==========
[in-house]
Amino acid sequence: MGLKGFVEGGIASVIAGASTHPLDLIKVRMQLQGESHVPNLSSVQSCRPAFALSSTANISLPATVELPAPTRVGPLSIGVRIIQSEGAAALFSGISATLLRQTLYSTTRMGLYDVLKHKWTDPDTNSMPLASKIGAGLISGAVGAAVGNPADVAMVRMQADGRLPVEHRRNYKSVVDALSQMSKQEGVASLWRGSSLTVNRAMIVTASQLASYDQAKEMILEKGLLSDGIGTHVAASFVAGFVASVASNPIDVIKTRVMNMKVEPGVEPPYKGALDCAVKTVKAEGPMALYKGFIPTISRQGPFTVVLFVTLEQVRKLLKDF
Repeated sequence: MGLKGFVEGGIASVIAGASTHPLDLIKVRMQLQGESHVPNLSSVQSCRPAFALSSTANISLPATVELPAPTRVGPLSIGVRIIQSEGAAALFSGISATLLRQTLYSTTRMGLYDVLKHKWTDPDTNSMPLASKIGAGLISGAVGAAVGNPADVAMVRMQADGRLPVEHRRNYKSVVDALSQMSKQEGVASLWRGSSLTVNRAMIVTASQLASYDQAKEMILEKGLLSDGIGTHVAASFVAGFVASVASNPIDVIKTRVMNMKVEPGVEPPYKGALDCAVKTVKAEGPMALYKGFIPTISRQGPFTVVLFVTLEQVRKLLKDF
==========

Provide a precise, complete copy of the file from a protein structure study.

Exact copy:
[in-house]
Amino acid sequence: MGLKGFVEGGIASVIAGASTHPLDLIKVRMQLQGESHVPNLSSVQSCRPAFALSSTANISLPATVELPAPTRVGPLSIGVRIIQSEGAAALFSGISATLLRQTLYSTTRMGLYDVLKHKWTDPDTNSMPLASKIGAGLISGAVGAAVGNPADVAMVRMQADGRLPVEHRRNYKSVVDALSQMSKQEGVASLWRGSSLTVNRAMIVTASQLASYDQAKEMILEKGLLSDGIGTHVAASFVAGFVASVASNPIDVIKTRVMNMKVEPGVEPPYKGALDCAVKTVKAEGPMALYKGFIPTISRQGPFTVVLFVTLEQVRKLLKDF
Repeated sequence: MGLKGFVEGGIASVIAGASTHPLDLIKVRMQLQGESHVPNLSSVQSCRPAFALSSTANISLPATVELPAPTRVGPLSIGVRIIQSEGAAALFSGISATLLRQTLYSTTRMGLYDVLKHKWTDPDTNSMPLASKIGAGLISGAVGAAVGNPADVAMVRMQADGRLPVEHRRNYKSVVDALSQMSKQEGVASLWRGSSLTVNRAMIVTASQLASYDQAKEMILEKGLLSDGIGTHVAASFVAGFVASVASNPIDVIKTRVMNMKVEPGVEPPYKGALDCAVKTVKAEGPMALYKGFIPTISRQGPFTVVLFVTLEQVRKLLKDF